June 5, 2008 / 9:20 PM / 11 years ago

Canadian dollar stages rebound to close higher

TORONTO (Reuters) - The Canadian dollar finished a touch higher against the U.S. dollar on Thursday after rallying sharply from a 1-month low as a weaker greenback sent the price of oil higher and gave a lift to the commodity-linked currency.

Domestic bond prices were knocked lower across the curve as investors unloaded the secure assets in favor of equities after some upbeat economic data.

The Canadian dollar closed at C$1.0178 to the U.S. dollar, or 98.25 U.S. cents, up from C$1.0183 to the U.S. dollar, or 98.20 U.S. cents, at Wednesday’s close.

Comments from European Central Bank President Jean-Claude Trichet that suggested euro-zone interest rates could rise as early as next month rattled the U.S. dollar and sent oil prices higher, which ultimately supported the domestic currency since Canada is a major oil exporter.

“What’s holding the currency in at the moment is the rise in the price of crude oil coming on the back of U.S. dollar weakness,” said Jack Spitz, managing director of foreign exchange at National Bank of Canada.

“So that cause and effect of a high price in energy is giving the Canadian dollar a slight boost today and reversing the trend to buy (U.S.) dollar Canada for the moment.”

The rally in the Canadian dollar came after it had dropped to C$1.0221 to the U.S. dollar, or 97.84 U.S. cents, earlier in the session, which marked its lowest level since May 2 and put an end to a four-day losing streak.

That losing skid was triggered last week when domestic data showed the economy unexpectedly shrank in the first quarter. It picked up steam this week as oil prices eased and comments from Federal Reserve Chairman Ben Bernanke supported the greenback.

Now there is talk that the Fed could raise its key lending rate by the end of the year while the Bank of Canada is widely expected to cut its overnight rate next week and lessen the interest-rate gap that currently favors the Canadian dollar.

“Bids in dollar Canada, the inference that interest rates in the States are going higher, soft data in Canada, and once again the inference that interest rates are going to be lowered in Canada, all contributed to Canadian dollar weakness,” said Spitz.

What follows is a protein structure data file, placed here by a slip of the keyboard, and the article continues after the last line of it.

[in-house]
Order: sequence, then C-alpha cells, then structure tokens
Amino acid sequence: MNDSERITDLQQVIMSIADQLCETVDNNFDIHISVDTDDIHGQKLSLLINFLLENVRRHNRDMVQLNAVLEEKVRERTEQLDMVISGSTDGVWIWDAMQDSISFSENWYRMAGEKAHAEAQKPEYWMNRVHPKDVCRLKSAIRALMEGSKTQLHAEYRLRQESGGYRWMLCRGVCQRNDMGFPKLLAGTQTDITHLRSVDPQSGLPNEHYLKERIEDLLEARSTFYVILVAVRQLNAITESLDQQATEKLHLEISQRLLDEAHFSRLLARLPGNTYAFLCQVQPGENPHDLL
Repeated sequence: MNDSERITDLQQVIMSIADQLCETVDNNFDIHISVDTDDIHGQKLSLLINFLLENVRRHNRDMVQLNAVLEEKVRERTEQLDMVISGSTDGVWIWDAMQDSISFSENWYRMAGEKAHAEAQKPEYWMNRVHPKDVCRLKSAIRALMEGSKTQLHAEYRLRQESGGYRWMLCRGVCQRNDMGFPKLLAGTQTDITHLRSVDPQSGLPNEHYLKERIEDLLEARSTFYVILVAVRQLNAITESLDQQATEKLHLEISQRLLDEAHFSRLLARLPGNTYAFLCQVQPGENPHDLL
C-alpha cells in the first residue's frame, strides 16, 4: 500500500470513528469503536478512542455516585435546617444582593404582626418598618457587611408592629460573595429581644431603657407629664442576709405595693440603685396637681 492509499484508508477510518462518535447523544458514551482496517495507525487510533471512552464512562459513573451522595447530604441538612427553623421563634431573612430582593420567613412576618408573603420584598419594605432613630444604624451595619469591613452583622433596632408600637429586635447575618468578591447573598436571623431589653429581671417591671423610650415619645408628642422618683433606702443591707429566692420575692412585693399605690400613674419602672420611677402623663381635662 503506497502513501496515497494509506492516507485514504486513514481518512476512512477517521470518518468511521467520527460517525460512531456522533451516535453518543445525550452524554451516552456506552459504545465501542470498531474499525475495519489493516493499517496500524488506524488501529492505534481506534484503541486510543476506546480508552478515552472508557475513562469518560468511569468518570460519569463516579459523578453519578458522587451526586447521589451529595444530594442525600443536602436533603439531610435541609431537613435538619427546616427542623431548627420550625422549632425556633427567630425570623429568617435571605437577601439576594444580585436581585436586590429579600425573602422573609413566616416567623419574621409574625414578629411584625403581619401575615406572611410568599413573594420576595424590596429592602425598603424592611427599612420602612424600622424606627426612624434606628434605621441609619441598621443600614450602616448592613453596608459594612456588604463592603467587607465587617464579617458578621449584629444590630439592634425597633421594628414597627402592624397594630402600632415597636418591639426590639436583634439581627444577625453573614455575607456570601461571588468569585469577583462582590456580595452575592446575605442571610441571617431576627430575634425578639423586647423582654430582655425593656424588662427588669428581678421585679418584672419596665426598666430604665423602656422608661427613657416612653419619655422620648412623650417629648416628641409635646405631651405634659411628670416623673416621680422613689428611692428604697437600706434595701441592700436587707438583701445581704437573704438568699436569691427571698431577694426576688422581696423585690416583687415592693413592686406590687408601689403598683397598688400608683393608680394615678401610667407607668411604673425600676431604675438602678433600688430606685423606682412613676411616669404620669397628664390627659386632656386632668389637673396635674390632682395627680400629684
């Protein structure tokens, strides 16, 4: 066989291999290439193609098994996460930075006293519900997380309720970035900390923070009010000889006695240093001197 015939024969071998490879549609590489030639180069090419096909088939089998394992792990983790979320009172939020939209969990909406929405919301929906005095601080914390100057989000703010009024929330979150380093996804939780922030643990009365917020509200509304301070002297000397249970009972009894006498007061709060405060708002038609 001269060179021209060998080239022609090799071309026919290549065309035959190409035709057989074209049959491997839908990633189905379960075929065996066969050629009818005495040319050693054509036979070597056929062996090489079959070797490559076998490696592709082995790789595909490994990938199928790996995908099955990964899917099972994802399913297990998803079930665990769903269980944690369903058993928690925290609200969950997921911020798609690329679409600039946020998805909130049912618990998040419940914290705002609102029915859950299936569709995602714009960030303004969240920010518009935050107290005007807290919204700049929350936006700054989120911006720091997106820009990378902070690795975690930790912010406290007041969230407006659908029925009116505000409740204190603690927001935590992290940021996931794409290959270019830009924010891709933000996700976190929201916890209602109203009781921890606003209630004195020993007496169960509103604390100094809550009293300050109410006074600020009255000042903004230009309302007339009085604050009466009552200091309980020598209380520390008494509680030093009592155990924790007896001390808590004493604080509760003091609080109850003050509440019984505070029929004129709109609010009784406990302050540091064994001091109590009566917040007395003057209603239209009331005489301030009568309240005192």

But despite the sudden turnaround by the Canadian dollar, it remained well inside its recent range, given the uncertainty ahead of Friday’s key domestic jobs report and the Bank of Canada’s scheduled interest rate announcement on June 10.


Canadian bond prices all ended lower as investors rushed into North American stock markets as oil prices jumped more than $5 to nearly $128 a barrel.

The Toronto Stock Exchange’s main index rose 2 percent and the Dow Jones industrial average finished 1.7 percent higher.

Another weight on bond prices was data that offered hope that the U.S. economy is improving, while other reports offered more signs of a solid Canadian economy.

The U.S. data showed a surprise drop in weekly claims for unemployment benefits while Canadian numbers showed April building permits shattered expectations.

“Bonds were whacked by the strong rally in equities ... and some of the firmer data that continues to drip out of the U.S. and Canada,” said Sal Guatieri, senior economist at BMO Capital Markets. “And there’s just a general sense that the U.S. economy is bottoming out and is on the road to recovery.”

Markets will now await the key Canadian jobs data that is due on Friday, the last key data for the Bank of Canada to consider ahead of its rate announcement next week.

The Canadian economy is expected to have added 10,000 jobs in May while the unemployment rate remained steady 6.1 percent, according to Reuters Estimates.

The two-year bond fell 8 Canadian cents to C$101.65 to yield 2.885 percent. The 10-year bond dropped 48 Canadian cents to C$102.25 to yield 3.703 percent.

The yield spread between the two-year and 10-year bond was 81.8 basis points, up from 78.3 at the previous close.

The 30-year bond fell 90 Canadian cents to C$114.10 for a yield of 4.158 percent. In the United States, the 30-year Treasury yielded 4.739 percent.

The three-month when-issued T-bill yielded 2.54 percent, unchanged from the previous close.

Editing by Rob Wilson

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